Pope names D.C. Archbishop Gregory as first Black cardinal in US

Wilton Gregory, the archbishop in Washington, D.C., will become a cardinal on Nov. 28, Pope Francis announced Sunday. Photo courtesy Vatican News

Oct. 26 (UPI) — Pope Francis plans to elevate 13 men as cardinals, including Wilton Gregory, 72, of Washington, D.C., becoming the first Black American prelate to wear the red hat.

Francis made the announcement Sunday morning from his studio window to faithful in St. Peter’s Square. The men will be installed on Nov. 28 in a ceremony.

Gregory, who was born in Chicago in 1947, became archbishop in May 2019 in Washington after serving as archbishop in Atlanta from 2005 to 2019. He served as president of the United States Conference of Catholic Bishops from 2001 to 2004.

Nine of the newly named cardinals are younger than 80, meaning they can participate in a future conclave.

Two of the cardinals work in the Roman Curia: Maltese Mario Grech, secretary general of the Synod of Bishops, and Italian Marcello Semeraro, former Bishop of Albano and the new prefect for the Congregation of the Causes of Saints.

Five other pastors are: the archbishop of Kilgali, Rwanda, Antoine Kambanda; the archbishop of Capiz, in the Philippines, Jose Fuerte Advincula; the archbishop of Santiago, Chile, Celestino Aós Braco; the apostolic vicar of Brunei, Cornelius Sim; and the archbishop of Siena, Italia, Augusto Paolo Lojudice.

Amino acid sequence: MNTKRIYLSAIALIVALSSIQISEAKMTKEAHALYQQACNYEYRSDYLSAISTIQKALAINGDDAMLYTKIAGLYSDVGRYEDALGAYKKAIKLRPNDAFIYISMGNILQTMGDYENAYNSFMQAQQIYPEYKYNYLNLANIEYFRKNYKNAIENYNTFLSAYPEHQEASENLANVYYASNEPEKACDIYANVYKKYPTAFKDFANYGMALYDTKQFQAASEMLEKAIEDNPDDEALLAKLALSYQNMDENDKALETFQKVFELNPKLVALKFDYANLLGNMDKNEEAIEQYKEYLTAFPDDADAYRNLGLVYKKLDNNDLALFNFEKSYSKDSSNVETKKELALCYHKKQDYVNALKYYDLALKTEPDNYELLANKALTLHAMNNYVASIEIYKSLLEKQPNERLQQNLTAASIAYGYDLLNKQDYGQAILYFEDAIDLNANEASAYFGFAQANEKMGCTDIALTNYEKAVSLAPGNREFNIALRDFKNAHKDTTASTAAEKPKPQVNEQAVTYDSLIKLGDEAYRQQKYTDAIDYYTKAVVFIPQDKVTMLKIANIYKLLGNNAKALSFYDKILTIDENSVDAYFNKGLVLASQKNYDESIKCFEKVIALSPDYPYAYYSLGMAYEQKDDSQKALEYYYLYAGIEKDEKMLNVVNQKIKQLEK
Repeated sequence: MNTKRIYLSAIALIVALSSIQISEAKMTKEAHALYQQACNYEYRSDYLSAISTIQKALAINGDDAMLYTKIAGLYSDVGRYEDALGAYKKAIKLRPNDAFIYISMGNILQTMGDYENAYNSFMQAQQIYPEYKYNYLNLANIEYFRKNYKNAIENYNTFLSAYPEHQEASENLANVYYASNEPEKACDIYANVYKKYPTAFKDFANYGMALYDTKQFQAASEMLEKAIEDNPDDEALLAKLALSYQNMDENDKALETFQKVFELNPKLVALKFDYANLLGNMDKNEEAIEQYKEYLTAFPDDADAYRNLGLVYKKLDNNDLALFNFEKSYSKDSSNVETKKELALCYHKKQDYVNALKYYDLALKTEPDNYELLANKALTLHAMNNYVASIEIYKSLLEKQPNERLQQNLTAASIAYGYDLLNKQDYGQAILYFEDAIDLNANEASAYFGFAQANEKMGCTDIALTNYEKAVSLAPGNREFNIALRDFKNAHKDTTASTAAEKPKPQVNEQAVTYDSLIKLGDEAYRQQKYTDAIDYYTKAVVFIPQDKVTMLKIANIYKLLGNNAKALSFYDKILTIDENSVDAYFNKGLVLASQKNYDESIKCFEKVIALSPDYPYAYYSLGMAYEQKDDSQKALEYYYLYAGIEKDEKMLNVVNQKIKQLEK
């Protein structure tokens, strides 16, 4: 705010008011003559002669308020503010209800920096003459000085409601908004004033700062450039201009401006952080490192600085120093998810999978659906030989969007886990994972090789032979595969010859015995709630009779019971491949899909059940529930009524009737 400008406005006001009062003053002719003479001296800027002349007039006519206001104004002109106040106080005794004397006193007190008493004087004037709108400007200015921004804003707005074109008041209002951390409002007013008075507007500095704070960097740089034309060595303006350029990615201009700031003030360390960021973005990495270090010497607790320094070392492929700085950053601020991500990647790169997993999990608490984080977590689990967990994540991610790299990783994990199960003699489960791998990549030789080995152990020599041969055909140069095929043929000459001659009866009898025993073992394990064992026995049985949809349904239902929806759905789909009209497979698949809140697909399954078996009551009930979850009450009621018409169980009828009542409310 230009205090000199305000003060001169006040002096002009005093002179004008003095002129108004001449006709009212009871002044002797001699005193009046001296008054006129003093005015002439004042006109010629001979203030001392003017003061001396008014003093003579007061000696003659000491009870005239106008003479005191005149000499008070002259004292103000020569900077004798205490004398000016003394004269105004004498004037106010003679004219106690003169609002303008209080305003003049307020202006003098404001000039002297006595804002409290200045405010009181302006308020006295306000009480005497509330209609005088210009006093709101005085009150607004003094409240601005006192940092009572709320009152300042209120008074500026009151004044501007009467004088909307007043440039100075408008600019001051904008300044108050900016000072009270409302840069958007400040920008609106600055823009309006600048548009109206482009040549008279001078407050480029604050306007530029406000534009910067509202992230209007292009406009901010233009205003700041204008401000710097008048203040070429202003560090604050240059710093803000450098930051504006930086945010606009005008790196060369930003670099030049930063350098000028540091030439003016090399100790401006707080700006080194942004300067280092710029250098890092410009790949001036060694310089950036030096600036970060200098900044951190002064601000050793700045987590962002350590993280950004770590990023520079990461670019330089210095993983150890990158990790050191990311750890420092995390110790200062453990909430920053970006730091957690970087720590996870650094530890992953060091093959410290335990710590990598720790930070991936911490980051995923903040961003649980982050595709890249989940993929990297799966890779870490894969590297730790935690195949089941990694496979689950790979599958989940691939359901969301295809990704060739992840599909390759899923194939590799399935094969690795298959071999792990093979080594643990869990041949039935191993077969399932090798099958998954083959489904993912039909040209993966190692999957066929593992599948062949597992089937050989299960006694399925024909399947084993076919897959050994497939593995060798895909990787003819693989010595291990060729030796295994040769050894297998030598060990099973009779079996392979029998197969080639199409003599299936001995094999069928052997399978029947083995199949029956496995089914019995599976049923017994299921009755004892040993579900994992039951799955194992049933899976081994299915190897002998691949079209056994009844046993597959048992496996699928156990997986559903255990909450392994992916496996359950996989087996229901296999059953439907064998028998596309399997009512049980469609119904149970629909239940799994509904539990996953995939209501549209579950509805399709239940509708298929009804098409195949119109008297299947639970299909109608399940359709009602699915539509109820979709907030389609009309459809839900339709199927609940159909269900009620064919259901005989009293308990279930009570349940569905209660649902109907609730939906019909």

Francis also has appointed the current guardian of the Franciscan Sacro Convento in Assisi, Mauro Gambetti.

The four who are at least 80 are: Felipe Arizmendi Esquivel, archbishop emeritus of San Cristóbal de Las Casas in Mexico; former Apostolic Nuncio Silvano Tomasi, the former permanent observer at the United Nations in Geneva, who then worked in the Dicastery for Promoting Integral Human Development; Capuchin Father Raniero Cantalamessa, preacher of the Papal Household; and the pastor of the Shrine of Divine Love, Father Enrico Feroci.

Cardinals wear the color red, which indicates their willingness to sacrifice themselves.

In June, Gregory strongly criticized President Donald Trump’s visit to the John Paul II Shrine in Washington during clashes between police and protesters.

“I find it baffling and reprehensible that any Catholic facility would allow itself to be so egregiously misused and manipulated in a fashion that violates our religious principles, which call us to defend the rights of all people, even those with whom we might disagree,” he said.

“St. Pope John Paul II was an ardent defender of the rights and dignity of human beings. His legacy bears vivid witness to that truth. He certainly would not condone the use of tear gas and other deterrents to silence, scatter or intimidate them for a photo opportunity in front of a place of worship and peace,” he added.


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